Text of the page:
More looks at the management of the Brewers
Did you know that of the 17 managers who managed in the big leagues prior to 2006, only two have failed to take their team to the postseason: Ned Yost and John Gibbons. Gibbons has the excuse that he plays in the same league as the Yankees and Red Sox. What's Ned got? Tons of homegrown, young talent? Support and money from a new owner?
That detail about Yost was in a column in the Denver Post by Woody Paige where the local sports media is calling for the firing of Rockies manager Clint Hurdle. This in the season following a World Series appearance. It includes this line: "He has problems with in-game management, handling of pitchers and snippiness with those he believes are not as baseball-wise as he is. " Sound familiar?
Of course, those of us fed up with Ned are told to quiet down, it's not Ned's fault despite the fact that he's had 6 years to give us a playoff team.
While searching the Denver Post webiste for the link to that column, I came across this comment on another Rockies tidbit. Replace Hurdle's name with Ned's and the comment still resonates in Milwaukee - maybe more-so.
Clint Hurdle is a care-taker, not a MLB manager. He has no fire or passion and can't make adjustments when the team loses. His pitching staff is a joke and his team can't hit. When the Tigers started the season off bad, Jim Leyland was screaming and yelling at his players to improve. They did and now they win more games. Clint Hurdle shrugs his shoulders, smiles, and walks out of the locker room after the Rocks get pounded.. If the Rockies want to be a consistently good club, they need to hire people with fire and passion for the game.
Of course, it's becoming abundantly clear that Ned's not the only member of Brewer's management who warrants a good look. Have we moved past the point where we can blindly think that Ned's the only one responsible for the shape of the team?
I've been a pretty blind Melvin supporter, but we're in the third year of a serious pitching shortage. Why hasn't the front office realized the lack of sustainable starting pitching is going to be a detriment to our post-season hopes?
And isn't this on Melvin, not Ned? I mean, Ned's not out there with the ball and he's certainly not coaching the pitchers. He's working with what he's got, right? So why isn't what he's got a better core? In terms of starting pitching in the past three years, we've made one major move: acquiring Jeff Suppan.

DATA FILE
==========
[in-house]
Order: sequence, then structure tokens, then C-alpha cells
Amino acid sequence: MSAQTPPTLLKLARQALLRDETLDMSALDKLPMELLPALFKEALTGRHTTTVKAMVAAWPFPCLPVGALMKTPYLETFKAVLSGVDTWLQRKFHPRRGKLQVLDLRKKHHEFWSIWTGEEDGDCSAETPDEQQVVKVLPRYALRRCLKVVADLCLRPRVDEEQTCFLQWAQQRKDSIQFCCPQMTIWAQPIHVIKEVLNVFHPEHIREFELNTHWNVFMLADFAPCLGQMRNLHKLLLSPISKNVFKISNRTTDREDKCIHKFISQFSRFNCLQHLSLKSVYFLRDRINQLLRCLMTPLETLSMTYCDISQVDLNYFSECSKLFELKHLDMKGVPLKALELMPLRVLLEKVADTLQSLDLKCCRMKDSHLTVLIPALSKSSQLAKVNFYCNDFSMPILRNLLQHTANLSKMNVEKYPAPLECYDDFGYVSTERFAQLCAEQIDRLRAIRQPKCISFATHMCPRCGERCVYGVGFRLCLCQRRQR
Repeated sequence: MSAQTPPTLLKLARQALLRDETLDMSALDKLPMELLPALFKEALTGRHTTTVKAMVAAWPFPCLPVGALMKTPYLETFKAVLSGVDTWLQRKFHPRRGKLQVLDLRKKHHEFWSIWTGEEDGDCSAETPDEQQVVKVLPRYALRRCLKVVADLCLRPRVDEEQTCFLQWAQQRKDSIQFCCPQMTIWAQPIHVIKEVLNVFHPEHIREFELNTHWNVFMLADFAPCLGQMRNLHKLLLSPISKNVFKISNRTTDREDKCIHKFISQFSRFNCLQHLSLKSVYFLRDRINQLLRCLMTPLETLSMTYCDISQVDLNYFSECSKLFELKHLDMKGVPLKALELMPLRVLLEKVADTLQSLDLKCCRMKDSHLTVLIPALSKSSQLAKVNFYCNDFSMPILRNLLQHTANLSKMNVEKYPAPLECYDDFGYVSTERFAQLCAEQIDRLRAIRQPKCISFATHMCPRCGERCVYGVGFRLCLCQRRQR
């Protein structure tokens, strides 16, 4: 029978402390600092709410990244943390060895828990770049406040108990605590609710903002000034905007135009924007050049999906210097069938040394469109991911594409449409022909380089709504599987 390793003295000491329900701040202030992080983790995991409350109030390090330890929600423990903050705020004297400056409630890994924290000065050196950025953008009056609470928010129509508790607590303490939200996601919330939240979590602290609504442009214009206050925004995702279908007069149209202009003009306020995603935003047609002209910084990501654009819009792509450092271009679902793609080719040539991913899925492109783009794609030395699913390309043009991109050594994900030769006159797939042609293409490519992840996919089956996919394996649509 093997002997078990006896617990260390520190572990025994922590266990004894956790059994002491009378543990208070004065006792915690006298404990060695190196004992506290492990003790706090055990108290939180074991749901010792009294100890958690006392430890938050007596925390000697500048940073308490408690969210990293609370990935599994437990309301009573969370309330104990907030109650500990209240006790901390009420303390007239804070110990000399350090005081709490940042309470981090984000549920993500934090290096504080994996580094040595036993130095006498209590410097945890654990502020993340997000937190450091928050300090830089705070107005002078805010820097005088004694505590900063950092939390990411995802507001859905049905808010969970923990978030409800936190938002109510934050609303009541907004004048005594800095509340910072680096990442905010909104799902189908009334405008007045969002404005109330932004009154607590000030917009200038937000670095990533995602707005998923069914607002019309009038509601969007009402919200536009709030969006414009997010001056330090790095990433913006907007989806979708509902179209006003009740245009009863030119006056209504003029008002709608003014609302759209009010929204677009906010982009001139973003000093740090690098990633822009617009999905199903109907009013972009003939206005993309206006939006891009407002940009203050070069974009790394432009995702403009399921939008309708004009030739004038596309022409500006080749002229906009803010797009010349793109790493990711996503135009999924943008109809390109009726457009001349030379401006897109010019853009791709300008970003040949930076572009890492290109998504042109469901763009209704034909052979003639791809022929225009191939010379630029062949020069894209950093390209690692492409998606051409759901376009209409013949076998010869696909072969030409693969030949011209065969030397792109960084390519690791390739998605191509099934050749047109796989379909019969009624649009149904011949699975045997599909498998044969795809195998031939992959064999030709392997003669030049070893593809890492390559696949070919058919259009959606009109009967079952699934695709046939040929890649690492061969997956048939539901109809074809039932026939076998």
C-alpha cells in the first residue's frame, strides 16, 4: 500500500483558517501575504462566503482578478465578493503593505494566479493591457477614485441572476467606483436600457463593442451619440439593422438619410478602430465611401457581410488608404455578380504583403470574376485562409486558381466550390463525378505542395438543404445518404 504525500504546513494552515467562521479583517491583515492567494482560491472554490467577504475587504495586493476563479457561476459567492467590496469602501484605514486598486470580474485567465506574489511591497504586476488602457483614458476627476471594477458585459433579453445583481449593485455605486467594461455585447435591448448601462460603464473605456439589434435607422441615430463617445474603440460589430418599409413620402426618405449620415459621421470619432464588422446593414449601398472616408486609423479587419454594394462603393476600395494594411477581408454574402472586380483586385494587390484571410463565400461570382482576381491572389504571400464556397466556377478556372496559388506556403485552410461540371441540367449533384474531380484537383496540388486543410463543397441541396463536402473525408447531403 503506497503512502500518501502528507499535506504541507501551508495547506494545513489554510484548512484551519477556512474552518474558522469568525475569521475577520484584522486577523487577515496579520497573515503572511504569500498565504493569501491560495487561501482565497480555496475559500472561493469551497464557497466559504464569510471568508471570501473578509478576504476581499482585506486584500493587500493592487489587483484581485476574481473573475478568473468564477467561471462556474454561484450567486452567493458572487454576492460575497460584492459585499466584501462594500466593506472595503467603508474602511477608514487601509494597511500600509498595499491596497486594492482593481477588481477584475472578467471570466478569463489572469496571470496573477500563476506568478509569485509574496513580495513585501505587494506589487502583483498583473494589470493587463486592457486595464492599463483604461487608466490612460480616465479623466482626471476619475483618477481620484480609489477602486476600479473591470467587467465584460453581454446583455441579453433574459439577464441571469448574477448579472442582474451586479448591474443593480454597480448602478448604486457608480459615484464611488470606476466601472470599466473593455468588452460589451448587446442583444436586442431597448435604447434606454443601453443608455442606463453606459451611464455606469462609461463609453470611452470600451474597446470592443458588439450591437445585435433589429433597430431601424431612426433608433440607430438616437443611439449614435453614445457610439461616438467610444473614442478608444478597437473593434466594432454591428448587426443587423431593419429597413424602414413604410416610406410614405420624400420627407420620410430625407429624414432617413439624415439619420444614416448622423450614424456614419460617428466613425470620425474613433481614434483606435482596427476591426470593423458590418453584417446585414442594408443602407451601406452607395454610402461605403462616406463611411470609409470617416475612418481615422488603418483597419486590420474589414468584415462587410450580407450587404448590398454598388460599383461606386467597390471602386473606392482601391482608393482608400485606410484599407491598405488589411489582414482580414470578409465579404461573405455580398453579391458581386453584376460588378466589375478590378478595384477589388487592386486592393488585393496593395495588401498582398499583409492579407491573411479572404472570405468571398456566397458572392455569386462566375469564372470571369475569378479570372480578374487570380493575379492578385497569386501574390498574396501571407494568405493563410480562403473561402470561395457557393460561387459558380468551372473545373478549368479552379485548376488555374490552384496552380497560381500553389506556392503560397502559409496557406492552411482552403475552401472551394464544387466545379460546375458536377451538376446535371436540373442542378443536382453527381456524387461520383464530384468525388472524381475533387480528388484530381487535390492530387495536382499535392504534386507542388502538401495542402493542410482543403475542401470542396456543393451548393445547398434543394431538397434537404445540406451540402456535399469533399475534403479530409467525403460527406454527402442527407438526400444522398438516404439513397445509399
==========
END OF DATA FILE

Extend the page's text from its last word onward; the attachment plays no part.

Can we really argue that as a positive handling of the starting pitching situation? Sure, we had a dearth of starters at the beginning of the season, but that doesn't mean they were good, just that we had a lot of them. Should we really follow unquestionably a GM who is pushing this as the
"now-or-never" team when it rides on the shoulders of a injury-plagued ace, an aging #2 and #3-5 that have consistently underperformed?
Sure, the defense has improved, but I think we'll see that level off. Rickie will always be Rickie. Prince isn't suddenly going to become 6'3". There are limits to these guys and what they can do.
I don't know about anyone else, but I'm ready for the media and fans around here to be as up in arms over the mediocrity of this ballclub.
I'm not sure what Doug Melvin, Gord Ash and Mark Attanasio are waiting for. We're at the point where no one would accuse them of acting too hastily. They've shown patience in abundance.
I think fans want and deserve a change. They've been sold on a playoff team this year by management and that team simply hasn't been getting it done in spite of the talent level, just like last year.
Finally, a discussion of the game 9th inning on Sunday came up over at Brewerfan.net and the following argument was made:
It didn't end up figuring in the result due to Mota's wild pitch, but can someone please explain Yost's 9th inning defensive strategy to me?
1 out, men on the corners, tie game. And you bring the infield in? WHY?
The only way you gun down the runner at home is if someone hits a ball right at an infielder...if that happens, why would you not be playing for a double play?
Maybe I'm missing something here, someone please explain this. Many people defend Yost and say the players are responsbile...not here. It's overlooked because it didn't matter, but I don't get it at all.
Another thing about this strategy: The Brewers weren't holding the man on first, so as Mota delivered the fateful pitch, the runner on first broke for second and would have arrived easily.
After the first pitch, the Nats would have had 2nd and 3rd with one out. I would imagine that Yost would have walked the batter to load the bases to set up a force at every base. So, the pitch that Mota threw was a meaningless pitch. Nice call, Ned.